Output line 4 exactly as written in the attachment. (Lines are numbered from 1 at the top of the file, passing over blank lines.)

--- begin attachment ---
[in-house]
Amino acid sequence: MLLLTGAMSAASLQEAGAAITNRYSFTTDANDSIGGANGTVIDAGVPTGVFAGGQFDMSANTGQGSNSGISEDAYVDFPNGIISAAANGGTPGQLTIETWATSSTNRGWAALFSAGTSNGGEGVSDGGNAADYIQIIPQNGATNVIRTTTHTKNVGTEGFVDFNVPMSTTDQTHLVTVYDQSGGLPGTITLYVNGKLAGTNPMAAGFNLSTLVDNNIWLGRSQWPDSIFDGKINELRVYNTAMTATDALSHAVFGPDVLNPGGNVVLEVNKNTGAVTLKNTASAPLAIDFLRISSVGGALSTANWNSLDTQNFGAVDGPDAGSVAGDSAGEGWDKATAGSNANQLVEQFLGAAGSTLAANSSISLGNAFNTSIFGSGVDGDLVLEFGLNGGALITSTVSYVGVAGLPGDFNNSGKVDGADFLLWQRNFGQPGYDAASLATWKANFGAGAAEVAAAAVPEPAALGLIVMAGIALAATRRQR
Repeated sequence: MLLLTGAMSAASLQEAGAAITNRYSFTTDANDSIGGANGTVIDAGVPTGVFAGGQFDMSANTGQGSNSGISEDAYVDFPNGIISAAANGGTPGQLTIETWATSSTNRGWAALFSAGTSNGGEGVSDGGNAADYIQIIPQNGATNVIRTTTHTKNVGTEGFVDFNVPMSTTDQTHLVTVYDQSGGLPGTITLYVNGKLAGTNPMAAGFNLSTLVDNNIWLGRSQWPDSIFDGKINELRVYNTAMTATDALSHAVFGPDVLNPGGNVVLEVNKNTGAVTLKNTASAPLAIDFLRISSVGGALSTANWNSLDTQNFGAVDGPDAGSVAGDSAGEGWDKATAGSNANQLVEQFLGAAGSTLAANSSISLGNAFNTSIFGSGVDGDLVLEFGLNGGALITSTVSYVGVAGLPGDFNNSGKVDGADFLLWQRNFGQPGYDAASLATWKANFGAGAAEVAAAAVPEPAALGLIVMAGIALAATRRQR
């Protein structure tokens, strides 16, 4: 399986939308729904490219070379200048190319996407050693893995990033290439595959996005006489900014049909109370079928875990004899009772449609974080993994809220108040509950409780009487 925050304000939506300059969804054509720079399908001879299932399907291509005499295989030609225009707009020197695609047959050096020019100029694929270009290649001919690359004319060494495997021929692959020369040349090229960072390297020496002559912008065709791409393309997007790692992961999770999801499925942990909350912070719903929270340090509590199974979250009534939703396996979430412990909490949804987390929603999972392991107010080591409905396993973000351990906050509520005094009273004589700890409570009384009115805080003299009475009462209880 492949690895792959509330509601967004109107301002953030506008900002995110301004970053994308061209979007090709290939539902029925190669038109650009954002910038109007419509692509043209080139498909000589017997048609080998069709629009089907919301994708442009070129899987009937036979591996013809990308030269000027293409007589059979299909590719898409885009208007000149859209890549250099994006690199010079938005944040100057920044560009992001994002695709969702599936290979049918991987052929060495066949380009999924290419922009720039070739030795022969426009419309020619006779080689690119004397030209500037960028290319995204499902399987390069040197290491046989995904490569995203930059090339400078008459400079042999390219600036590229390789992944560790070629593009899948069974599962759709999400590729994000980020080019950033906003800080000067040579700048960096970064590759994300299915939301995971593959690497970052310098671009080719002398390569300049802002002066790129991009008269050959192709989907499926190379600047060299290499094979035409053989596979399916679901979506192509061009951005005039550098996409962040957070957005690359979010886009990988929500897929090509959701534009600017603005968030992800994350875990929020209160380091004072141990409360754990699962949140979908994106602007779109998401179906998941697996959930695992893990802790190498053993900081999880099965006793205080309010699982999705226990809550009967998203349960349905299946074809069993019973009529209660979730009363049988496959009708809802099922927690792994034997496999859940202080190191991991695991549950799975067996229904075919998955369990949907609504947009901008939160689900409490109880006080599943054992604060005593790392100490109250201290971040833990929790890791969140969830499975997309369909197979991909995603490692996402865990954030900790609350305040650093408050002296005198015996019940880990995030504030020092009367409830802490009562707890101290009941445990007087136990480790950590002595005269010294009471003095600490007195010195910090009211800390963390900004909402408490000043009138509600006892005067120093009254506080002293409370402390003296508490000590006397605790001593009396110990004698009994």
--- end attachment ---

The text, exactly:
């Protein structure tokens, strides 16, 4: 399986939308729904490219070379200048190319996407050693893995990033290439595959996005006489900014049909109370079928875990004899009772449609974080993994809220108040509950409780009487 925050304000939506300059969804054509720079399908001879299932399907291509005499295989030609225009707009020197695609047959050096020019100029694929270009290649001919690359004319060494495997021929692959020369040349090229960072390297020496002559912008065709791409393309997007790692992961999770999801499925942990909350912070719903929270340090509590199974979250009534939703396996979430412990909490949804987390929603999972392991107010080591409905396993973000351990906050509520005094009273004589700890409570009384009115805080003299009475009462209880 492949690895792959509330509601967004109107301002953030506008900002995110301004970053994308061209979007090709290939539902029925190669038109650009954002910038109007419509692509043209080139498909000589017997048609080998069709629009089907919301994708442009070129899987009937036979591996013809990308030269000027293409007589059979299909590719898409885009208007000149859209890549250099994006690199010079938005944040100057920044560009992001994002695709969702599936290979049918991987052929060495066949380009999924290419922009720039070739030795022969426009419309020619006779080689690119004397030209500037960028290319995204499902399987390069040197290491046989995904490569995203930059090339400078008459400079042999390219600036590229390789992944560790070629593009899948069974599962759709999400590729994000980020080019950033906003800080000067040579700048960096970064590759994300299915939301995971593959690497970052310098671009080719002398390569300049802002002066790129991009008269050959192709989907499926190379600047060299290499094979035409053989596979399916679901979506192509061009951005005039550098996409962040957070957005690359979010886009990988929500897929090509959701534009600017603005968030992800994350875990929020209160380091004072141990409360754990699962949140979908994106602007779109998401179906998941697996959930695992893990802790190498053993900081999880099965006793205080309010699982999705226990809550009967998203349960349905299946074809069993019973009529209660979730009363049988496959009708809802099922927690792994034997496999859940202080190191991991695991549950799975067996229904075919998955369990949907609504947009901008939160689900409490109880006080599943054992604060005593790392100490109250201290971040833990929790890791969140969830499975997309369909197979991909995603490692996402865990954030900790609350305040650093408050002296005198015996019940880990995030504030020092009367409830802490009562707890101290009941445990007087136990480790950590002595005269010294009471003095600490007195010195910090009211800390963390900004909402408490000043009138509600006892005067120093009254506080002293409370402390003296508490000590006397605790001593009396110990004698009994």